An Instagram Account GETS REAL About Race Relations In The Fashion Industry

Last August, we wrote an article that talked about the lack of diversity in the fashion industry. We highlighted the amazing Instagram feed "More Models of Color" and finally got the opportunity to interview the platform:


When and what specifically led you to start the Instagram platform More Models Of Color?

We have had the idea for quite a while, but the account itself was founded in September 2014. It was an attempt to showcase that there were so many models of color available to be booked/casted. It was intended with the essential fundament of asking for more models of color to be casted.


What trends are you seeing today in the industry in terms of inclusion or “lack there of” for WOC?

The main trend is and has always been tokenism, quoting Neelam Gill, a British Indian model, "A lot of brands in the industry still use girls just to cover their backs. Their show will be full of all white girls, but they’ll put one black girl in it.” This practice can be seen at the very top of the fashion hierarchy. {This can be exhibited in the recent Vogue September issues, the most important issue of the year; Vogue Japan (6 models on the cover. 5 are caucasian and 1 is of color), British Vogue (5 models on the cover. 4 caucasian, 1 colored). Our links in the industry also tell us that other international Vogue editions which have not yet been released, follow suit in this tokenism. Other examples of the tokensim in this industry is on the runway. Since John Galliano took the reigns of Maison Margiela in 2015, every single show has casted only 2 asians girls (in some shows just 1) and 2 black girls. Franca Sozzani, who was the EIC of Vogue Italia, was an important figure in the industry in terms of challenging the diversity issue. She dedicated a whole issue to black models at a time when the industry was saying that they do not sell. Those issues went on to be among the best selling Vogue issues internationally and even had to be re-printed due to demand. {The new Editor-in-Chief of Vogue Italia, who took over after Franca's death in December 2016, is 6 covers in. Not one has been given to a MOC.} Models of color have less opportunity in comparison to their white counterparts, because they are often only used as tokens. Models of color in general never seem to be a priority. The prestigious roles, such as opening and closing shows are, in majority, given to caucasian models. This also goes for covers and campaigns. It is a sad reality.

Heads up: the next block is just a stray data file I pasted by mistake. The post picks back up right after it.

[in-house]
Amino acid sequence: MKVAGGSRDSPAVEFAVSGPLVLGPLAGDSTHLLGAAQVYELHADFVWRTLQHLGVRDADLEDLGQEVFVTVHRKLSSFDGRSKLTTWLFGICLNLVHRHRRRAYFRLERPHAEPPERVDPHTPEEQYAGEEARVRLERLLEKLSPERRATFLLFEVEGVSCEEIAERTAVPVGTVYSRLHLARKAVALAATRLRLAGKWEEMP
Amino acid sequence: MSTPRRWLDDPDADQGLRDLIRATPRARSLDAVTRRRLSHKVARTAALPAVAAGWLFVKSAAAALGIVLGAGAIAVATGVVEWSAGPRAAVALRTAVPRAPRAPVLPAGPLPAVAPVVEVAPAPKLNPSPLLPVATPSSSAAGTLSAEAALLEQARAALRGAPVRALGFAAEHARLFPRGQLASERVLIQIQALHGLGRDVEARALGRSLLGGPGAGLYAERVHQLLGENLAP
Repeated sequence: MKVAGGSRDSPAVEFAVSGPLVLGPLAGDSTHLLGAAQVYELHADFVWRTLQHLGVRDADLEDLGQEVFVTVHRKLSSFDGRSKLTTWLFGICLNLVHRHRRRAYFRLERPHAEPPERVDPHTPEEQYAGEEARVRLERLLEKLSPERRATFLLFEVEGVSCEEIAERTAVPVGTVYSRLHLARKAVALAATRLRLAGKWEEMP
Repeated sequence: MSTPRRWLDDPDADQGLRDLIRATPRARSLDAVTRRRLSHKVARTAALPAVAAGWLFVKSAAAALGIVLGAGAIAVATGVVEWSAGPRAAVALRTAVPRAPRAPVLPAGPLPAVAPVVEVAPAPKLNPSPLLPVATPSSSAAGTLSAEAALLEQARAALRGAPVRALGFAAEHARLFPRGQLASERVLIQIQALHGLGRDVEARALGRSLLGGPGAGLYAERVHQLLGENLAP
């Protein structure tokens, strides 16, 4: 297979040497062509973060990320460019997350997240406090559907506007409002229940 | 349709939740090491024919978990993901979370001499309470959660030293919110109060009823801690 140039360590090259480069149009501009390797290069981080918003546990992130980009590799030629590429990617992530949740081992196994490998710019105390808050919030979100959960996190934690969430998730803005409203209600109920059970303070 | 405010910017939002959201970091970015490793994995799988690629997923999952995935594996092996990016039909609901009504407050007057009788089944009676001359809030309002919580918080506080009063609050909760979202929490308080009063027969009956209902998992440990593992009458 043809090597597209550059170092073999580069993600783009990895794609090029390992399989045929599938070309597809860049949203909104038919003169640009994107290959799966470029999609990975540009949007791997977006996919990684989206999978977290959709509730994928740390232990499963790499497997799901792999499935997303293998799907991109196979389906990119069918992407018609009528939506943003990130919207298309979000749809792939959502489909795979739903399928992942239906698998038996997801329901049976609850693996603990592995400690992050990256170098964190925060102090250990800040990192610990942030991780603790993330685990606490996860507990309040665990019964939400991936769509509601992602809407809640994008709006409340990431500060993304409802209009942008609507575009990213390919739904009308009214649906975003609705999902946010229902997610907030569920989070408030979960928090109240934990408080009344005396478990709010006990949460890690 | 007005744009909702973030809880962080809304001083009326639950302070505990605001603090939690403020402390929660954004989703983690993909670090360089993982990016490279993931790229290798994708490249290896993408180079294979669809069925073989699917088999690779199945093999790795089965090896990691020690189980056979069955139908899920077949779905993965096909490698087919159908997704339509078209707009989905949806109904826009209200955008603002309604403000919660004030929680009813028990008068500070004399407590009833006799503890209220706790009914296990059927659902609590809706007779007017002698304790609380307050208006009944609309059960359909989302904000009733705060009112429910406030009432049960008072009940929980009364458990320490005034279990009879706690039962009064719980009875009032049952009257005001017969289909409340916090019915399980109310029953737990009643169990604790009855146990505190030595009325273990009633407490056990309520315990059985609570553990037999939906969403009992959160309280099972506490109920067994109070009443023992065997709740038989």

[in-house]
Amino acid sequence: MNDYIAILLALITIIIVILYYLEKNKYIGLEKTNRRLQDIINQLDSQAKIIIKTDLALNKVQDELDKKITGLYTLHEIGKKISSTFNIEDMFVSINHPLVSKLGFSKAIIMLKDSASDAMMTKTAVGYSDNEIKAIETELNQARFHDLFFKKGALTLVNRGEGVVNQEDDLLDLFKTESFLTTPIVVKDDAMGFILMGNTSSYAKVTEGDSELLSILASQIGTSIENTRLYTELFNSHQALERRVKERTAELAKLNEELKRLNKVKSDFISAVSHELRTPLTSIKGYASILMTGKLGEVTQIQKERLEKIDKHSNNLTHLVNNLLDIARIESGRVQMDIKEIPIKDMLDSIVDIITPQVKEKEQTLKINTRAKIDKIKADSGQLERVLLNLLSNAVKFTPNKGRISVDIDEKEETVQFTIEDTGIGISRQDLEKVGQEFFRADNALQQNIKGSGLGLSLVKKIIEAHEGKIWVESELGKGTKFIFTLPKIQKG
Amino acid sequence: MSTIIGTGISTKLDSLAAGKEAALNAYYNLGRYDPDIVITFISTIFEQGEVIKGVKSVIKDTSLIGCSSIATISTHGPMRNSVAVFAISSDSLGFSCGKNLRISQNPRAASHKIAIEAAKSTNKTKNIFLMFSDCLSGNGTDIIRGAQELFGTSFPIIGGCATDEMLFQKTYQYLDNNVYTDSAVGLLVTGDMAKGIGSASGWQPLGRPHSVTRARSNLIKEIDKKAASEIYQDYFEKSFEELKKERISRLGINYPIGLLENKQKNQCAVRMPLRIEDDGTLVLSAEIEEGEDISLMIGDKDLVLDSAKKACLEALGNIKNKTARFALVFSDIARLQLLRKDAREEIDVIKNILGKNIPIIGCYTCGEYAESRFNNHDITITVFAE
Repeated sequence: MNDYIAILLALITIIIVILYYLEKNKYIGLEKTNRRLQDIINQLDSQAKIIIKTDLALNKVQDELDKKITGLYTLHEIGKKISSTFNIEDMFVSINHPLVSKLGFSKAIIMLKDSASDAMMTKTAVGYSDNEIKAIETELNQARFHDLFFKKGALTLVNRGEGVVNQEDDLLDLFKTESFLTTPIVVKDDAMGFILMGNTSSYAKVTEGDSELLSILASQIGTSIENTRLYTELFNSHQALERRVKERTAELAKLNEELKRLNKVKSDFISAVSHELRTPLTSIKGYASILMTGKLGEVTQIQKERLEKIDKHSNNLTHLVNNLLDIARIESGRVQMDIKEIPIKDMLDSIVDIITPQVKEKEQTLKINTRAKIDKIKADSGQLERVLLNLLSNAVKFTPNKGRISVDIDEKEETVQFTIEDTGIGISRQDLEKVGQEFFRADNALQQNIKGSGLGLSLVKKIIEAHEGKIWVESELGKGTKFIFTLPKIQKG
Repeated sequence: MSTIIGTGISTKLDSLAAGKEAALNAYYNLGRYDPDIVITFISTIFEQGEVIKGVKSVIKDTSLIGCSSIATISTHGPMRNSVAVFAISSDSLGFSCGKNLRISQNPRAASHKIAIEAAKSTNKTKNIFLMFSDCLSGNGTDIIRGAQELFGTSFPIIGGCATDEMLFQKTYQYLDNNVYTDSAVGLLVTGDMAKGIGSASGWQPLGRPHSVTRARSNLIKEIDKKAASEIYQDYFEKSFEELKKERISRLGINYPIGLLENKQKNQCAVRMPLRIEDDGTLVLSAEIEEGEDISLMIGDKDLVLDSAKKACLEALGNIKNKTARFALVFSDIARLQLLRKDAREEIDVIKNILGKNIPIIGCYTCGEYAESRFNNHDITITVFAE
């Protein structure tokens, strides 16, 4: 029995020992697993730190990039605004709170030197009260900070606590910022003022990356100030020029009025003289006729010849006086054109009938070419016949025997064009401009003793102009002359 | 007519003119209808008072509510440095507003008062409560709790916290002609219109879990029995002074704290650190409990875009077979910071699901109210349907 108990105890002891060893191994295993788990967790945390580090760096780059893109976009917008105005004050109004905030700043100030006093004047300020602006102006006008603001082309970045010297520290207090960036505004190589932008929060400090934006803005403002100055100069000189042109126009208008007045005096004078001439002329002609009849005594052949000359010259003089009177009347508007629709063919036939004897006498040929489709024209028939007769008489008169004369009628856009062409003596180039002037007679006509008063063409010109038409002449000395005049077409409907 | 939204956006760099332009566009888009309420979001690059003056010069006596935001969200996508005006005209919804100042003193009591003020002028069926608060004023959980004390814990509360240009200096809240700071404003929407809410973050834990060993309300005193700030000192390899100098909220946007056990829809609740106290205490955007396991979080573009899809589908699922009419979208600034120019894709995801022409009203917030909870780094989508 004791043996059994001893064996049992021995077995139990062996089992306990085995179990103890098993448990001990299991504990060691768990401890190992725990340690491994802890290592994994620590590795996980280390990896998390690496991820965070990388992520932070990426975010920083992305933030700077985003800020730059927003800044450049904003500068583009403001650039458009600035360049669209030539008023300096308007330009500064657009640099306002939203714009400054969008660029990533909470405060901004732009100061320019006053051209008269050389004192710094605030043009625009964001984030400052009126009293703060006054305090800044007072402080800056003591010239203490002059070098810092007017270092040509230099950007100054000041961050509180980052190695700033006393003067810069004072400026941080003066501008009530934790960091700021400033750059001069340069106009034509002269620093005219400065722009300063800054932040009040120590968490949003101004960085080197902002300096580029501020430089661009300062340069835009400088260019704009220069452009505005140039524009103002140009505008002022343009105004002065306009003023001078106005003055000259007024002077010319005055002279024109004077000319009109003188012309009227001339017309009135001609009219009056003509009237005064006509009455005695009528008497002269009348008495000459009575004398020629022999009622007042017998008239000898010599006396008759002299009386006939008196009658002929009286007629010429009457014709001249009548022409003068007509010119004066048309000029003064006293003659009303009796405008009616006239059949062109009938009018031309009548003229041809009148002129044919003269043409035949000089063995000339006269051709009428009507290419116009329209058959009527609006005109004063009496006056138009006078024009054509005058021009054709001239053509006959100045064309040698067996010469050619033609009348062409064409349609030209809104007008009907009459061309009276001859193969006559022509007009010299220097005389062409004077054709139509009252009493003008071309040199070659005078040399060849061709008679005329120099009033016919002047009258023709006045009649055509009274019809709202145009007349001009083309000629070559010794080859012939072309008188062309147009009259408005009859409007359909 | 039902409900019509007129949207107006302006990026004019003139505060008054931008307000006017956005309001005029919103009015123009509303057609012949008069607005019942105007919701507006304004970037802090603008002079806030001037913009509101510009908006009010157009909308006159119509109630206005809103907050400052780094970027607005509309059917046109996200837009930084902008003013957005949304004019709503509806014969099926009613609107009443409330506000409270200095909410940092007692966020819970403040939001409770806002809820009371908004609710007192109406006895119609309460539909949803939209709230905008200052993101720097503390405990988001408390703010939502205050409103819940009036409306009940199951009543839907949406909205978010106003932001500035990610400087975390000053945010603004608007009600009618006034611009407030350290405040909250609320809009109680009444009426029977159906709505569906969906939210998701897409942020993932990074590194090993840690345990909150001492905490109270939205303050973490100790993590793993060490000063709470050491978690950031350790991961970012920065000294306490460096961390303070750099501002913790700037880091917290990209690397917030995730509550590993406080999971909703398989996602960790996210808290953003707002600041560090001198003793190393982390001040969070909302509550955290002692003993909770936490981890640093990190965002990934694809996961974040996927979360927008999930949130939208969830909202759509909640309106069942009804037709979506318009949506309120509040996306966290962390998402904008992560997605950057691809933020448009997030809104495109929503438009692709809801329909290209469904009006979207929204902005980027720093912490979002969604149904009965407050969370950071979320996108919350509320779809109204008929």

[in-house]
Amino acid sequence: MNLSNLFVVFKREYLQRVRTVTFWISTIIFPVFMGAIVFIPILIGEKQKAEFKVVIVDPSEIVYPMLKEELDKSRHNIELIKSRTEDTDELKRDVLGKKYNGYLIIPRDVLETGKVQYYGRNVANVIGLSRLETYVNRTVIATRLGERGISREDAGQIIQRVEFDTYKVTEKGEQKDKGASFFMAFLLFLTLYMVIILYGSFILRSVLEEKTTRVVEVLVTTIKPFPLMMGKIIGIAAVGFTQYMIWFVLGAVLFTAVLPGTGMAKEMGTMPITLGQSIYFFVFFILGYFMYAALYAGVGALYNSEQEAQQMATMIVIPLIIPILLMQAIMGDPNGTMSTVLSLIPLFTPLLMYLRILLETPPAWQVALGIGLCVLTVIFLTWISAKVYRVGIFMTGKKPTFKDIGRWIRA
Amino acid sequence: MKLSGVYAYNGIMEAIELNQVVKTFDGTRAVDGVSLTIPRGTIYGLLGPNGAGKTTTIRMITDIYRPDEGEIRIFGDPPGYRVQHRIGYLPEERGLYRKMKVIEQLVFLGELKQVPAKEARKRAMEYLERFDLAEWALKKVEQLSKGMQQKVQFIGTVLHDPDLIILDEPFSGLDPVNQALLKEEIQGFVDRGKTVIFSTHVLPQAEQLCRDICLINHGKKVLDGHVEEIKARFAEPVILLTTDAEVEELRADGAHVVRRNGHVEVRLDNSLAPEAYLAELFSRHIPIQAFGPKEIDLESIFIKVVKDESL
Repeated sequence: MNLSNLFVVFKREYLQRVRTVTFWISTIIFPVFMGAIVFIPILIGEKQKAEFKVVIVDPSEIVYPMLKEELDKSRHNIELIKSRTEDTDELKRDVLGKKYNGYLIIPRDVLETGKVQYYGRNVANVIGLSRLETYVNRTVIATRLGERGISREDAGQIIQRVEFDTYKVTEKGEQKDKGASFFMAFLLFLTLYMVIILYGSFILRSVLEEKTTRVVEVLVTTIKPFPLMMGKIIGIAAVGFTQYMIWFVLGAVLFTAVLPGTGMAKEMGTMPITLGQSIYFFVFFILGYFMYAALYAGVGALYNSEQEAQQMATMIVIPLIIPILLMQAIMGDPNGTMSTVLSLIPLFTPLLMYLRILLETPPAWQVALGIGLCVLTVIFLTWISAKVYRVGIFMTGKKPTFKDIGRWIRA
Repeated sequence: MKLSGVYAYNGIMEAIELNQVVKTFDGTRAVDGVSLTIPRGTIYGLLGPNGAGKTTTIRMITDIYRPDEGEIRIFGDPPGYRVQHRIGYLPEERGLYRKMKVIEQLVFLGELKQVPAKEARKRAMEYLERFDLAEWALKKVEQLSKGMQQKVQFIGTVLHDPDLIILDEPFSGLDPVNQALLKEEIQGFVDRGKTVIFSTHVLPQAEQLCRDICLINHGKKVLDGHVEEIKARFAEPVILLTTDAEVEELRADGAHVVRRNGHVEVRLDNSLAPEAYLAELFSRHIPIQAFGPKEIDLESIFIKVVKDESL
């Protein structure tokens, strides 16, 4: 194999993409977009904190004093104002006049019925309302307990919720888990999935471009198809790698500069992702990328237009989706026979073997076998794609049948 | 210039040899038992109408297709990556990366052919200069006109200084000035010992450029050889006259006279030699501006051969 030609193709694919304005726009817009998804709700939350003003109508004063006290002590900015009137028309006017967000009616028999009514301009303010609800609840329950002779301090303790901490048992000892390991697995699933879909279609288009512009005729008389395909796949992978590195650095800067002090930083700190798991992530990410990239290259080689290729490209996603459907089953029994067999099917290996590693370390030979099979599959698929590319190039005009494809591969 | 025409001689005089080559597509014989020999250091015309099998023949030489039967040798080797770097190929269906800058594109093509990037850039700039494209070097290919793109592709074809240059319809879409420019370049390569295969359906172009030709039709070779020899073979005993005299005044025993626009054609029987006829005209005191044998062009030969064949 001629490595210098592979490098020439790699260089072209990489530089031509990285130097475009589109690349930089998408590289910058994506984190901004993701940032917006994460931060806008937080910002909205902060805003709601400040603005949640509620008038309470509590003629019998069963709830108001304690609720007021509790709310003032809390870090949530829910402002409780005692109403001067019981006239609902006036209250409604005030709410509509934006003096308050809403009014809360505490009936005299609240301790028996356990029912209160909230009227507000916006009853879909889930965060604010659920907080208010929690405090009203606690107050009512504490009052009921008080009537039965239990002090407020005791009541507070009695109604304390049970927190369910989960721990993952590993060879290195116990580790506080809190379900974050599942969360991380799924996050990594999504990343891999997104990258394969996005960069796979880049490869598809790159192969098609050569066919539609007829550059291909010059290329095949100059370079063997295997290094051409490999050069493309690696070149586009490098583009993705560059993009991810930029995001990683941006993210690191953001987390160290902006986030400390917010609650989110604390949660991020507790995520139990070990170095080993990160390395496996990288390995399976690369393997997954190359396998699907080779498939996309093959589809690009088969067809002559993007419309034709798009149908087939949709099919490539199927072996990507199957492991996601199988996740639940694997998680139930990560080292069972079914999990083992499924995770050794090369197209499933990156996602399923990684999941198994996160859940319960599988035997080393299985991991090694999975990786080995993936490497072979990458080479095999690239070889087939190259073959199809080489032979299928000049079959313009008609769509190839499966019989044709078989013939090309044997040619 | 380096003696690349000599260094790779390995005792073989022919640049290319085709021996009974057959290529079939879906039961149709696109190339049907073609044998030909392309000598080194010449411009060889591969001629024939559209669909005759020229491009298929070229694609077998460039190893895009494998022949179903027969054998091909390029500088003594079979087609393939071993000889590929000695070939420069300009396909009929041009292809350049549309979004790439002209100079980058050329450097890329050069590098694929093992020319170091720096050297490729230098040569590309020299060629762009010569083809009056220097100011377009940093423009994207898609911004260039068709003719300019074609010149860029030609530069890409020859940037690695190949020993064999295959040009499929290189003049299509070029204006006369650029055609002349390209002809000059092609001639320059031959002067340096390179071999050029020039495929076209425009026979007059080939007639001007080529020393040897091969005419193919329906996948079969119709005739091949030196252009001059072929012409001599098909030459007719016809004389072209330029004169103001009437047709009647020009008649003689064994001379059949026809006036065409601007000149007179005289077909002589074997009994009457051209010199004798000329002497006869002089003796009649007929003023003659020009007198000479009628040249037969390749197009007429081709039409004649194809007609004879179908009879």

How do you define beauty? What are the current standards of beauty?

We don't define beauty. A definition sets parameters and guidelines. It sets a criteria that you have to meet in order to be considered beautiful - that is totally what we are against. However, when considering the ideology of what beauty is, we see passed the physical. Healthy is beautiful, confidence is beautiful, feeling comfortable in your own skin is beautiful. In general, beauty standards are becoming broader, but there are still many barriers in place. Generally, Eurocentric beauty standards are still globally advertised as the ideal. These current standards are isolating due to the lack of representation, diversity and even acknowledgement, that there is no uniformal example of what beauty is. As said earlier this is slowly changing in society, and in the industry. Models such as Iman, Alek Wek, and more recently, Grace Bol and Duckie Thot, represent an Afrocentric standards of beauty, a complete.  They embrace their non-Western features and have used these to form their own USP as models. The fact that these models have become so big, indicates a progression in these standards. There is a long way to go, but change takes time.


Are you getting positive feedback from your platform? If so, provide some examples!

Yes! We get messages daily that our account has in some way helped individuals find beauty within themselves. They say they have been inspired by the account, or that the account has helped them to love their skin and be confident in who and what they are. We have had models contact us and express that they were booked for jobs as a result of being featured on our account. These instances are what truly drives us to keep on doing the work we do, that positivity is the greatest thing to hear.

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Fighting for equality, visibility and inclusion for ALL melaninated people in an industry dominated by white women has to be challenging – what are some of the hurdles and struggles the platform has faced?

The fact that you have definitively said "ALL melinated people" shows that you truly do understand what our account is about. Many account about right now focus on boosting one racial group - be it Black people, Latino people etc etc. Which is fine, but these cannot be masqueraded as groups pushing for diversity, because you're still only lobbying for one ethnic group. Using only black girls cannot be considered appropriate diversity in the same way that using all white models cannot be considered diverse. We want to boost every race and ethnicity of color. Sadly, the fight for diverse visibility has been a tough one. We get abuse by so many people, by actively racists people, by people who are just ignorant to the disadvantages faced by MOC, and by people who just flat out do not understand what our account is about. But those are significantly trumped by the positivity we receive.


Are you looking to do anything interesting in the near future?

We have a lot of plans for the future all of which play into our goal of pushing for diversity. We want to be involved in every stage, from the casting of models, to the facilitation of diversity on runways, advertisements, magazine covers and shoots, and eventually, tv and film. But we have a lot of work to do before that. Our goal is to make a true impact on the industry.